iOS Persistence : NSCoding in Objective-C and in Xamarin.iOS-Monotouch

Darrell Kress / Wednesday, October 16, 2013


Applications store data.  As a statement that is about as noncontroversial as it comes.  How to store data on different platforms can result in long, involved and often boring conversations if the chatter my coworkers and I have on the way to lunch is any indication.  

The iOS libraries make saving data pretty simple though, so that is good.  If you are using Objective-C, data objects can implement the NSCoding protocol and allow the native libraries to save and load data objects.  Monotouch takes a slightly different path, but most of the steps are the similar enough that going between the two should be straightforward. Once these methods are implemented, we can use the NSKeyedArchiver and NSKeyedUnarchiver objects to save and load our our data.

Objective-C and the NSCoding protocol

The NSCoding protocol is a simple two method protocol that allows the saving and loading of data.  

NSCoding has two main parts

// method called during the save process to persist out the object's state.
-(void)encodeWithCoder:(NSCoder *)aCoder
// init called when the object is being rehydrated from persistence.
-(id)initWithCoder:(NSCoder *)aDecoder

So as a quick example let just show off a data class which implements this protocol. We make a Book class, based off NSObject and using the NSCoding protocol.

@interface Book : NSObject < NSCoding >  
@property int pageCount;
@property NSString* title;
@property Publisher* publisher;
// and we implement the class as follows
@implementation Book
-(void)encodeWithCoder:(NSCoder *)aCoder {
[aCoder encodeObject:self.title forKey:@"title"];
[aCoder encodeInt:self.pageCount forKey:@"pageCount"];
[aCoder encodeObject:self.publisher forKey:@"publisher"];
-(id)initWithCoder:(NSCoder *)aDecoder {
self = [super init];
self.title = (NSString*)[aDecoder decodeObjectForKey:@"title"];
self.pageCount = [aDecoder decodeIntForKey:@"pageCount"];
self.publisher = (Publisher*)[aDecoder decodeObjectForKey:@"publisher"];
return self;

The class has three properties, the first two are default types, the last a custom data type which we will get to in a bit. In the encodeWithCoder method we use the passed in argument object and attach the properties. Passing a string key value allows for later retrieval. In this case, I used the property name as the key, but that is just a personal preference. Since we control the usage of the "encode" methods, we can choose which fields get saved and how they get saved. We can also save extra information which can be used at decode time. For example, if we encode a version number

[aCoder encodeInt:1 forKey:@"version"];

And later use that version number in the decoder to take extra steps if the version has changed, but that is a discussion for another day.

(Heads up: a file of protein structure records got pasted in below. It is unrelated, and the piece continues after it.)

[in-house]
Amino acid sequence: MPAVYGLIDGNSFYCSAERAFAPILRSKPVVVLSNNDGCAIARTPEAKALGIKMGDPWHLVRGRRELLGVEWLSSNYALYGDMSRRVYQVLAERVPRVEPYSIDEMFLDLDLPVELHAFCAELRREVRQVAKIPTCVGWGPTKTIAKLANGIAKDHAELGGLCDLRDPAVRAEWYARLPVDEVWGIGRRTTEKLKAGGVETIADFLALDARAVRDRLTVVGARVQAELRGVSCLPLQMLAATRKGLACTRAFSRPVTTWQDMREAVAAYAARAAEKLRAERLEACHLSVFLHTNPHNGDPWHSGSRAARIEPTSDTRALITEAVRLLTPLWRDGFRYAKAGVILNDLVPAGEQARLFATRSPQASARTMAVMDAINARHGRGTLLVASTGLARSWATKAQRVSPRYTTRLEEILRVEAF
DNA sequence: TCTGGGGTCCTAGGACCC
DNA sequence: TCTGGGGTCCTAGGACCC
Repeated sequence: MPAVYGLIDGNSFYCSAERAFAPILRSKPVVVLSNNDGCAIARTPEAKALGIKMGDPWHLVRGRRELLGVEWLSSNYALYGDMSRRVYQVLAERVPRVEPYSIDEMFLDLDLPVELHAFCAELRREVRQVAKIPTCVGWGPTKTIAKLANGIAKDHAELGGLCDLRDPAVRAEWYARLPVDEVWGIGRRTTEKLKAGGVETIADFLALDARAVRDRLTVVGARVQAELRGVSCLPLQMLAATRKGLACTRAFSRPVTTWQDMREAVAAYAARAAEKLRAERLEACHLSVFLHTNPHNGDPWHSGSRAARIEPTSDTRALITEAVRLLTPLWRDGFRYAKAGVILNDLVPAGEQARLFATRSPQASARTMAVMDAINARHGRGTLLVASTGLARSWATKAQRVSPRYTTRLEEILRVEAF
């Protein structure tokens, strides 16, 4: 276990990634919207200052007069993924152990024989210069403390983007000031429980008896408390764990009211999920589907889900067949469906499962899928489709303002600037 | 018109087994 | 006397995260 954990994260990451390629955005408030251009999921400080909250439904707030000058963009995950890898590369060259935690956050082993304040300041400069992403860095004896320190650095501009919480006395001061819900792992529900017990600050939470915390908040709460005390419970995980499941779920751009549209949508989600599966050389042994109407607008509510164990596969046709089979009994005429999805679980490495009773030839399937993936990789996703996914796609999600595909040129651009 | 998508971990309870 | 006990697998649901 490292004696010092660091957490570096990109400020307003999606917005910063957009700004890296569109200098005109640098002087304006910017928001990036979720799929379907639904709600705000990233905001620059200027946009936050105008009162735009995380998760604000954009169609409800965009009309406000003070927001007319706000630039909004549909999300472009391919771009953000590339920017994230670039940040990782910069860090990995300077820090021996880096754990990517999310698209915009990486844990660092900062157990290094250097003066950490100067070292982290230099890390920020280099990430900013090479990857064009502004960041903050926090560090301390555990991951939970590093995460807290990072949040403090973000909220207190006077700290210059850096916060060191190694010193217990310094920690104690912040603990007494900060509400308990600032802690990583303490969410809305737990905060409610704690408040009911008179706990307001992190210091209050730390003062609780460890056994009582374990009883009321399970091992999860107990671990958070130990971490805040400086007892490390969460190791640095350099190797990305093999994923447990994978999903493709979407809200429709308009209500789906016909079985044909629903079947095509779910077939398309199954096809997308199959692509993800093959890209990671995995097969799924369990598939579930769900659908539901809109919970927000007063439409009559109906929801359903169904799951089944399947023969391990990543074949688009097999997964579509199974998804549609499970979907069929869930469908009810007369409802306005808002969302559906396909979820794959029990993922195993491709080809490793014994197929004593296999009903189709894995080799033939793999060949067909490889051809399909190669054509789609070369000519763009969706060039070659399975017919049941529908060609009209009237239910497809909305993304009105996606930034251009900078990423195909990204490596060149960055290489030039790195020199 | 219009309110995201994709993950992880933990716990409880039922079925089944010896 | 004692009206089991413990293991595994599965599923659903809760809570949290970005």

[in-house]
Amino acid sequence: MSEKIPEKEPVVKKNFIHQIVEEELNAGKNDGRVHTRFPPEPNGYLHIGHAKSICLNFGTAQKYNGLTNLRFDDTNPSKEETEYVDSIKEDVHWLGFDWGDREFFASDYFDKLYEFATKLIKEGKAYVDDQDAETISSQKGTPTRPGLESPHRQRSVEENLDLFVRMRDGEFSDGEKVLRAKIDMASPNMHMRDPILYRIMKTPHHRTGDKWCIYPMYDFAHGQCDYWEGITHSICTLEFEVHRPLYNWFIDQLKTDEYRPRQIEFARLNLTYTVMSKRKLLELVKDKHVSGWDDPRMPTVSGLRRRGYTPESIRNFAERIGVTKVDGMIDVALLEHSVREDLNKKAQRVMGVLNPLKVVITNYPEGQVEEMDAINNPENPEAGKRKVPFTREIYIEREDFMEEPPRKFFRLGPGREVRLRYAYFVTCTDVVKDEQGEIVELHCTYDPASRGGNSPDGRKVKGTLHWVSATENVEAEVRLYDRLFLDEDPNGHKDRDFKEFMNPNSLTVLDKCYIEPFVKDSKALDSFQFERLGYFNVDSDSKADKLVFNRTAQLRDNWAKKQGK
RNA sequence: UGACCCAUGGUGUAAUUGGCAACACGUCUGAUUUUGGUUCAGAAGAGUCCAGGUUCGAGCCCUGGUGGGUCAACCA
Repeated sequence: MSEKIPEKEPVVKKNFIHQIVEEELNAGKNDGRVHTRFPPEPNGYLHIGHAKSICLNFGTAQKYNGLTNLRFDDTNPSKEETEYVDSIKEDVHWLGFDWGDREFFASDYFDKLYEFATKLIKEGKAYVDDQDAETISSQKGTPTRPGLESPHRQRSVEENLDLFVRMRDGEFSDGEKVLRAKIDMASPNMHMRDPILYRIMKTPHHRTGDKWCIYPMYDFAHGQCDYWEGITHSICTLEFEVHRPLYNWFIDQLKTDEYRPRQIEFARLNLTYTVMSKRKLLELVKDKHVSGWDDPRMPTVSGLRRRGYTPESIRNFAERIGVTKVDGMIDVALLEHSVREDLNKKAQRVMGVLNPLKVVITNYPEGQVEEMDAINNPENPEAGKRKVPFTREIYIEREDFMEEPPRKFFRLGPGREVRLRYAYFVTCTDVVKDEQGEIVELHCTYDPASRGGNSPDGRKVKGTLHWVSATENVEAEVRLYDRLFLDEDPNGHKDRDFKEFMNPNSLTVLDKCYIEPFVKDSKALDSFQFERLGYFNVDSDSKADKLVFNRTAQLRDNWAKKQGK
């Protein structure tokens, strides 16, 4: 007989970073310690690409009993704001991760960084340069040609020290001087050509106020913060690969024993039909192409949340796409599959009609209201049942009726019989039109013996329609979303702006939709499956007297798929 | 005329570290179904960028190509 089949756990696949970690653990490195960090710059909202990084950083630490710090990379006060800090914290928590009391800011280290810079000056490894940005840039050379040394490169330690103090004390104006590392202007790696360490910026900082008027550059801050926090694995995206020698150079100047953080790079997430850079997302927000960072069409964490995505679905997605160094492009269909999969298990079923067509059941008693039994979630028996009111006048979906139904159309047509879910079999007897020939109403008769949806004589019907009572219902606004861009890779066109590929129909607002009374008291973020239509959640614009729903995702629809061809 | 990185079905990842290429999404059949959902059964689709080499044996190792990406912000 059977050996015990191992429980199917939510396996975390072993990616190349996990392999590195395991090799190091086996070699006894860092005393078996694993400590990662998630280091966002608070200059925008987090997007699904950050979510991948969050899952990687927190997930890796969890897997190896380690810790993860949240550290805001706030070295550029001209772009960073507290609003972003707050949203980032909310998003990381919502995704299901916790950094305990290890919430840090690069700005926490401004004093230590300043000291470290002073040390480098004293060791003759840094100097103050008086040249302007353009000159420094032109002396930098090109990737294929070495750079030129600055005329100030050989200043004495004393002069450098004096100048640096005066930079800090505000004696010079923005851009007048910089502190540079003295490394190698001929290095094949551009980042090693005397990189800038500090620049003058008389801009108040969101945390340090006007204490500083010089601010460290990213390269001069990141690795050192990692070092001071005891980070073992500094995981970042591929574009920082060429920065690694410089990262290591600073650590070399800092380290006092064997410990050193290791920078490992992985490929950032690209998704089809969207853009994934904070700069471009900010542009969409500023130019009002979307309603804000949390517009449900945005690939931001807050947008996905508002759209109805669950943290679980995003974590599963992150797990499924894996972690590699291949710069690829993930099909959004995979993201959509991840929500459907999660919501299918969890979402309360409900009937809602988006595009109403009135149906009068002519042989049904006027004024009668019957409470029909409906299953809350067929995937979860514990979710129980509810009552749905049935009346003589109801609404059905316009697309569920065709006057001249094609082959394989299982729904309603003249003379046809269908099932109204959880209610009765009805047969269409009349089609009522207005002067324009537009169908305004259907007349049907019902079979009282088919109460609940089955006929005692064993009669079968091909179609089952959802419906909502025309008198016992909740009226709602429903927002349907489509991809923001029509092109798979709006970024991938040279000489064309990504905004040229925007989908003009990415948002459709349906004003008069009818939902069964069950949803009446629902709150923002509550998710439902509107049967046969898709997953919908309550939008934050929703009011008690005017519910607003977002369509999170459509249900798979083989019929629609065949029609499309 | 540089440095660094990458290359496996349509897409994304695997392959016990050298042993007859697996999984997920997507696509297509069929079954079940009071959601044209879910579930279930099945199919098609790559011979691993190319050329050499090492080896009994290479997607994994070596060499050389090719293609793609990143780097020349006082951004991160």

So after encoding the data we need to rehydrate that data out. During that process iOS will use as special initializer to recreate objects that were saved. That init is the initWithCoder. From the above code we can see that as simple as the objects were to save, they are just as simple to recover. We call the various "decode" methods off the NSCoder object, casting when necessary, and our object is back from storage.

All this persistence magic happens pretty automagically using NSKeyedArchiver and NSKeyedUnarchiver.

NSData* _savedData;
// to save data
// the makeData method returns a NSMutableArray of book objects _savedData = [NSKeyedArchiver archivedDataWithRootObject:[self makeData]];
// to load data
// Since we saved a NSMutableArray when we rehydrate we will get a populated array back NSMutableArray* bookData = (NSMutableArray*) [NSKeyedUnarchiver unarchiveObjectWithData:_savedData];

So earlier I mentioned that we would get back to persisting an inner custom object. As long as we use the NSCoding protocol on that object as well than it's a simple call to encodeObject from the parent object. In fact that is already in the above code and in the sample code attached to this post.

Monotouch and NSCoder

Handling persistence in Monotouch is similar enough to look familiar, but different enough that it warrants a little more explanation.  We don't have the direct NSCoding protocol.  Monotouch instead provide a modified NSObject with an EncodeTo virtual method and exposing the extra constructor as an init is easy.

So lets look at how the Book class is different in Monotouch

public class Book : NSObject 
public int PageCount {get;set;} public string Title {get;set;} public Publisher Publisher {get;set;} public Book () { } [Export("initWithCoder:")] public Book(NSCoder coder) { this.PageCount = coder.DecodeInt (@"pageCount"); NSString str = (NSString)coder.DecodeObject (@"title"); if (str != null) { this.Title = str.ToString (); } this.Publisher = (Publisher) coder.DecodeObject ("publisher"); } public override void EncodeTo (NSCoder coder) { if (this.Title != null) coder.Encode (new NSString (this.Title), "title"); coder.Encode (this.PageCount, "pageCount"); if(this.Publisher!=null) coder.Encode (this.Publisher, "publisher"); }}

So as we can see the EncodeTo method looks really similar to the Objective-C Encode method. We had to modify it a little thought. In Monotouch we can use string primitives. When saving the data however, we need to wrap them in NSStrings so that they can be easily persisted at run time. The other change necessary was that we needed to add some extra error checking and null checking. But that is a pretty cheap and easy fix.

As for the decoding, we add another constructor and mark it to be exported it as the initWithCoder.

Again, pretty easy.

So i hope you enjoy this little walk into persistence, and hopefully next time we can find something more exciting to talk about.

Project in Xamarin Monotouch

Project in Objective-C

By Darrell Kress